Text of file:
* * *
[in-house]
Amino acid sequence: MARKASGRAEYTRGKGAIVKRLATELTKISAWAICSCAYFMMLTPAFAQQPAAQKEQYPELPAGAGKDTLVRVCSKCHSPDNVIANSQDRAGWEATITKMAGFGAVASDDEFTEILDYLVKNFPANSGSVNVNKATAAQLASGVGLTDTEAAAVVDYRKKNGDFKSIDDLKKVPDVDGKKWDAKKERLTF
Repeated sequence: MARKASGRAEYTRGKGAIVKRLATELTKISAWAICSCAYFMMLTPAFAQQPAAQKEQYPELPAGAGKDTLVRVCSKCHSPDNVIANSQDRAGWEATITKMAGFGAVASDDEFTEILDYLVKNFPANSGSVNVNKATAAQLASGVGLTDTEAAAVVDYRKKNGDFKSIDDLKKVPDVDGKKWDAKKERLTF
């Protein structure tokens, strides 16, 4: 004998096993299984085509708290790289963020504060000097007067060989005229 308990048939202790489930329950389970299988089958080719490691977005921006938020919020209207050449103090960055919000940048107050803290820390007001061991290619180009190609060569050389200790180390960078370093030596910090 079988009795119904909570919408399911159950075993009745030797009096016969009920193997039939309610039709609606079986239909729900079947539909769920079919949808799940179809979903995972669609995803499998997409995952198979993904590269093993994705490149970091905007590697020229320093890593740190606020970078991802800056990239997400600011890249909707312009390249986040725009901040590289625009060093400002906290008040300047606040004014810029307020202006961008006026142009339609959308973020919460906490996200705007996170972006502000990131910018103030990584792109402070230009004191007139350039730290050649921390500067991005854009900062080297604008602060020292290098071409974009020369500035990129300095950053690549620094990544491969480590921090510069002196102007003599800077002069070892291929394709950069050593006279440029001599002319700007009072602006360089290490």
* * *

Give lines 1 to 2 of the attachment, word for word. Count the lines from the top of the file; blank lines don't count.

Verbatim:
[in-house]
Amino acid sequence: MARKASGRAEYTRGKGAIVKRLATELTKISAWAICSCAYFMMLTPAFAQQPAAQKEQYPELPAGAGKDTLVRVCSKCHSPDNVIANSQDRAGWEATITKMAGFGAVASDDEFTEILDYLVKNFPANSGSVNVNKATAAQLASGVGLTDTEAAAVVDYRKKNGDFKSIDDLKKVPDVDGKKWDAKKERLTF